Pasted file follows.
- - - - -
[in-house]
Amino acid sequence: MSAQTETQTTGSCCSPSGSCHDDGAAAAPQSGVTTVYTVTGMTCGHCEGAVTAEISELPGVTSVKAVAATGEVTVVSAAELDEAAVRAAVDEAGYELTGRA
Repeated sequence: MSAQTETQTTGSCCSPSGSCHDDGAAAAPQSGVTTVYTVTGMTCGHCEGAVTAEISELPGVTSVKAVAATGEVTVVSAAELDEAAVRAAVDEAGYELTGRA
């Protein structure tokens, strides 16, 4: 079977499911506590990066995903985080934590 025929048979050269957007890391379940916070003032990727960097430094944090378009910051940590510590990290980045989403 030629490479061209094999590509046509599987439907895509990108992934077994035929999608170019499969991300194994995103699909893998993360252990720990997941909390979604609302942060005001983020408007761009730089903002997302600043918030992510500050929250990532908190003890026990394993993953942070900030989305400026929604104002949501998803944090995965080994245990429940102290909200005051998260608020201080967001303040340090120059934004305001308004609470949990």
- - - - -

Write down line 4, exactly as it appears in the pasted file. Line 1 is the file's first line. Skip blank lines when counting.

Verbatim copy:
């Protein structure tokens, strides 16, 4: 079977499911506590990066995903985080934590 025929048979050269957007890391379940916070003032990727960097430094944090378009910051940590510590990290980045989403 030629490479061209094999590509046509599987439907895509990108992934077994035929999608170019499969991300194994995103699909893998993360252990720990997941909390979604609302942060005001983020408007761009730089903002997302600043918030992510500050929250990532908190003890026990394993993953942070900030989305400026929604104002949501998803944090995965080994245990429940102290909200005051998260608020201080967001303040340090120059934004305001308004609470949990």